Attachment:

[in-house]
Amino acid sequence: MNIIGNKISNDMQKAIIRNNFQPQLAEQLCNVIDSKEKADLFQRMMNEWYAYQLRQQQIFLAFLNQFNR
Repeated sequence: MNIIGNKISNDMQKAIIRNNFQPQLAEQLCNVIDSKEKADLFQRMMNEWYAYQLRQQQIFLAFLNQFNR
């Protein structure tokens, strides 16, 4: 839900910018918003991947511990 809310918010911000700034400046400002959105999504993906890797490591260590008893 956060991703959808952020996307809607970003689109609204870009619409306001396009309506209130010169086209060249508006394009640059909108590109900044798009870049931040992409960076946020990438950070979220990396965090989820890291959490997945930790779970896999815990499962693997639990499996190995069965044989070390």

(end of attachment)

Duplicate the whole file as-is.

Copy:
[in-house]
Amino acid sequence: MNIIGNKISNDMQKAIIRNNFQPQLAEQLCNVIDSKEKADLFQRMMNEWYAYQLRQQQIFLAFLNQFNR
Repeated sequence: MNIIGNKISNDMQKAIIRNNFQPQLAEQLCNVIDSKEKADLFQRMMNEWYAYQLRQQQIFLAFLNQFNR
């Protein structure tokens, strides 16, 4: 839900910018918003991947511990 809310918010911000700034400046400002959105999504993906890797490591260590008893 956060991703959808952020996307809607970003689109609204870009619409306001396009309506209130010169086209060249508006394009640059909108590109900044798009870049931040992409960076946020990438950070979220990396965090989820890291959490997945930790779970896999815990499962693997639990499996190995069965044989070390």